be unable to pay their rents unless they arerenegotiated. It is still an open question asto how many of these retailers can survive.One telling stat comes from Trepp, whichreported in the middle of April thatunpaid retail CMBS loans jumped to about9% from 1.7% in March. Trepp noted thatif this percentage remains the same inMay, the dollar amount could surpass $10billion.
That said, a number of larger, moreestablished stores have enough cash onhand to wait out these uncertain times.One analysis by Cowen & Co. finds thatdepartment store chains have enoughliquidity to last about five to eight months.
Online sales will provide some measure of
relief—Cowen’s analysis predicts that
Macy’s, for example, could bring in $449
million in monthly online sales, while
Kohl’s would generate $346 million
Not surprisingly, since the beginning ofMarch e-commerce levels have surged,especially among grocery stores, as consumers wait out the novel coronavirus at home.Fortunately for retailers, this is hardly a newtrend. For years now, they have been building up omnichannel strategies to complywith consumers’ expectation that theyshould be able to shop, when, where andhow they please.
Conventional wisdom suggests e-com-
merce will be retail’s saving grace during
the coronavirus crisis, enabling stores to
limp along until the crisis ends. Much, of
course, depends on the trajectory of the
virus and how long people must hunker
down. One thing is clear, however: the
coronavirus will accelerate trends that have
already been underway for the retail sec-
tor—trends that have been both positive
For instance, last year US retailersrevealed 9,300 store closings, according toCoresight. It was a record year and up morethan 50% from the closings in 2018. Thistrend will surely continue in 2020 as retailers, especially those with only a brick-and-mortar presence, struggle with diminishedfoot traffic.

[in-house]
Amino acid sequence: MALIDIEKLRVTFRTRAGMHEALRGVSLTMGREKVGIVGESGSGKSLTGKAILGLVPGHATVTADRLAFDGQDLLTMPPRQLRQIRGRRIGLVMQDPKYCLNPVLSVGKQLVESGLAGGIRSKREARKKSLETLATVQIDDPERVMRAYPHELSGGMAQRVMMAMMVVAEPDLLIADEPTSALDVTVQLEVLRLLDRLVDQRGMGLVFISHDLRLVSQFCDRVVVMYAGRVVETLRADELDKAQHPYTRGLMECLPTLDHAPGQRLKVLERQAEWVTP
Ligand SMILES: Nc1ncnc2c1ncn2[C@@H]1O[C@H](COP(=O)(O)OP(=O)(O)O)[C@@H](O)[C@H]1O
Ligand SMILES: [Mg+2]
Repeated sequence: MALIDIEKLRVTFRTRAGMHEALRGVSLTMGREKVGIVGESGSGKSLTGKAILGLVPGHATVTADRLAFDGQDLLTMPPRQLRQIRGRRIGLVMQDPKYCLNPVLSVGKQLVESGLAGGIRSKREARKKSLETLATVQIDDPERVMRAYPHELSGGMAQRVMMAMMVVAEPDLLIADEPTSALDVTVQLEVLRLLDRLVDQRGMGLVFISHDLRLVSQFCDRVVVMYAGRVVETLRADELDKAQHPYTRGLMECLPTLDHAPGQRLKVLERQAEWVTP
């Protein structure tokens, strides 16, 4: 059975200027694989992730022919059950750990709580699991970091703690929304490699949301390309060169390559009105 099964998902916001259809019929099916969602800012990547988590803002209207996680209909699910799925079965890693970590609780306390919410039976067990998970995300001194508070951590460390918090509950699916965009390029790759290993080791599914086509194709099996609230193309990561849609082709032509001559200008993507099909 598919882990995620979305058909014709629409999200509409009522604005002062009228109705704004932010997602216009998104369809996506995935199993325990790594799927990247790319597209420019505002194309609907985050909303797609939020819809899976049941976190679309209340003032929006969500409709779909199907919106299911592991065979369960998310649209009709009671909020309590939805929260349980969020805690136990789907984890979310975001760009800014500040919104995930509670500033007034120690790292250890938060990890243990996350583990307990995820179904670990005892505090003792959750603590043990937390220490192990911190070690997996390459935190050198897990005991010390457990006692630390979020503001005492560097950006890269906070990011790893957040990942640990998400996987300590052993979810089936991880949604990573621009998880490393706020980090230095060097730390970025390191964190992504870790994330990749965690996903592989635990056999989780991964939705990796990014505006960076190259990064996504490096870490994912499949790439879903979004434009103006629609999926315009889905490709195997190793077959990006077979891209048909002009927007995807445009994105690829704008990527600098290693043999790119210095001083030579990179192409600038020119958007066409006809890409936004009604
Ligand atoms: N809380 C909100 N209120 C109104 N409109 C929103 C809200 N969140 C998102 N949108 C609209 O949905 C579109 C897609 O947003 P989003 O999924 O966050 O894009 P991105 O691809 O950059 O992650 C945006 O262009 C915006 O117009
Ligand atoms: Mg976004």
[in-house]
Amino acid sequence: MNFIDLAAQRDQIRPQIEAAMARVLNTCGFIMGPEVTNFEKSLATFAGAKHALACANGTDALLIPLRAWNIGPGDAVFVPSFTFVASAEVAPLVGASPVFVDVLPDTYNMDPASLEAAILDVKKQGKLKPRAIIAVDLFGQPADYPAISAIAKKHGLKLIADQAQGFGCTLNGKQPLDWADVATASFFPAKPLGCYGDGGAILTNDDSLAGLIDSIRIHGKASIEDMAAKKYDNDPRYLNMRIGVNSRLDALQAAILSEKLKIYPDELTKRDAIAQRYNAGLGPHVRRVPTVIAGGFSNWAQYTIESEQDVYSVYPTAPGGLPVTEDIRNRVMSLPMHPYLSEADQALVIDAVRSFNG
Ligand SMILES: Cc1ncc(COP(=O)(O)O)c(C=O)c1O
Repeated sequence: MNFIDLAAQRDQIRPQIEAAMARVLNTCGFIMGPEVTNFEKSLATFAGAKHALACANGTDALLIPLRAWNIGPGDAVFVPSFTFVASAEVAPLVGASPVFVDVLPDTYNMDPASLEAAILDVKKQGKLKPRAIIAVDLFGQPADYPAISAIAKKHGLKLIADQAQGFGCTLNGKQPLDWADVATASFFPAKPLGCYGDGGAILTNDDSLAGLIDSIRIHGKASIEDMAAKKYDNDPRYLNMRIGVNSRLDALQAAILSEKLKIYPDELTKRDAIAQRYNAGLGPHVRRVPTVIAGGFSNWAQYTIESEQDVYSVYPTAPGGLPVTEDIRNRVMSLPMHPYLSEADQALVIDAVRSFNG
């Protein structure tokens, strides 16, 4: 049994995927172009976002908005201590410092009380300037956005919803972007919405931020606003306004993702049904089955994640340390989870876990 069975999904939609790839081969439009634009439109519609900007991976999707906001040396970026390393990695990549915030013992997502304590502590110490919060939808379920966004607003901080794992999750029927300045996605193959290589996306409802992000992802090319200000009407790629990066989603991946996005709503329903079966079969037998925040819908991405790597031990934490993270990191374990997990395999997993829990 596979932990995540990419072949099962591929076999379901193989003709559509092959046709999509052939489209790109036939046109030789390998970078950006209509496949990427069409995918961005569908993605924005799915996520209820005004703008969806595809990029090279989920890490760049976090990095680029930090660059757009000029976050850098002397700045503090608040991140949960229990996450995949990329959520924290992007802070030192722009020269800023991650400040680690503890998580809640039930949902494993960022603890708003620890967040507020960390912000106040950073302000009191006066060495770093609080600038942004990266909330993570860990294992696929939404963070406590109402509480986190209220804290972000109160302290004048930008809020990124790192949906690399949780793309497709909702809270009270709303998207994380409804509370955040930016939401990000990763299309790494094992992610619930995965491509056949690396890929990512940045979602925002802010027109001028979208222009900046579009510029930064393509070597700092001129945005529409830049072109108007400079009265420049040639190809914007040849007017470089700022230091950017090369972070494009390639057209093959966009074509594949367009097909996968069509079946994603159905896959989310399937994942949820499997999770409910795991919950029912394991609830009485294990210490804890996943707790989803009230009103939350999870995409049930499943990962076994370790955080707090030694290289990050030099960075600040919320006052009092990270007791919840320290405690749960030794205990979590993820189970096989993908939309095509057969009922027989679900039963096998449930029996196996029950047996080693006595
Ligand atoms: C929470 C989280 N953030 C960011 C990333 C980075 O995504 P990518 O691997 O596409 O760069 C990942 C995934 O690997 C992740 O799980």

However, the coronavirus will not beresponsible for all of these closings. Even atthe start of the year, store closings for legacyretailers was a problem for the industry, saysJon Duke, VP of research for IDC RetailInsights.
Most of those closings didn’t take any-
one by surprise, he says. “It was a continua-
tion of the culling of older brands that did
not have any staying power in today’s econ-
omy. Pier One was an older brand that did
not resonate with the new consumers. Sears
is an older brand that hasn’t been able to
stay. They have not been able to survive the
flip from Boomers to Gen X, Gen Y and
But the coronavirus will introduce new
risk factors for the stores that do survive.
One danger is that the longer they stay
closed, the more likely it is that people will
change their shopping habits, according to
a research note by Jefferies analyst Randy
Konik. “The more stores are closed, the
more demand is curtailed during those
actual closures, but it also changes con-
sumption patterns more and more to inter-
net spend,” he wrote.
On the other hand, online sales strategies, to state the obvious, are booming